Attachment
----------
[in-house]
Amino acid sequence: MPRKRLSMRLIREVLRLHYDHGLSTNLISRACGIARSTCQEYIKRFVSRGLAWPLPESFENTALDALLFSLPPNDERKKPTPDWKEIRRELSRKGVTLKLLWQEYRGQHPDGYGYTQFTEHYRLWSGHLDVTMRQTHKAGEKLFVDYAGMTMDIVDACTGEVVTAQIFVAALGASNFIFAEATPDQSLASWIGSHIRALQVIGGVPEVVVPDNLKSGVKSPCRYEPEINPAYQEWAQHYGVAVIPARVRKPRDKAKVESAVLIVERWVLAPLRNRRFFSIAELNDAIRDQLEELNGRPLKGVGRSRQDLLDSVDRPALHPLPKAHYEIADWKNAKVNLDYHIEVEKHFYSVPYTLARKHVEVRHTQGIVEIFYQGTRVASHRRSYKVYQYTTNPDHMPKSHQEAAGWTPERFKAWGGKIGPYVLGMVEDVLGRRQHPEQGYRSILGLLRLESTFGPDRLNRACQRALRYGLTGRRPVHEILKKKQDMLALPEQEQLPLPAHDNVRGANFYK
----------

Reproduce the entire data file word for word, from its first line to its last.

[in-house]
Amino acid sequence: MPRKRLSMRLIREVLRLHYDHGLSTNLISRACGIARSTCQEYIKRFVSRGLAWPLPESFENTALDALLFSLPPNDERKKPTPDWKEIRRELSRKGVTLKLLWQEYRGQHPDGYGYTQFTEHYRLWSGHLDVTMRQTHKAGEKLFVDYAGMTMDIVDACTGEVVTAQIFVAALGASNFIFAEATPDQSLASWIGSHIRALQVIGGVPEVVVPDNLKSGVKSPCRYEPEINPAYQEWAQHYGVAVIPARVRKPRDKAKVESAVLIVERWVLAPLRNRRFFSIAELNDAIRDQLEELNGRPLKGVGRSRQDLLDSVDRPALHPLPKAHYEIADWKNAKVNLDYHIEVEKHFYSVPYTLARKHVEVRHTQGIVEIFYQGTRVASHRRSYKVYQYTTNPDHMPKSHQEAAGWTPERFKAWGGKIGPYVLGMVEDVLGRRQHPEQGYRSILGLLRLESTFGPDRLNRACQRALRYGLTGRRPVHEILKKKQDMLALPEQEQLPLPAHDNVRGANFYK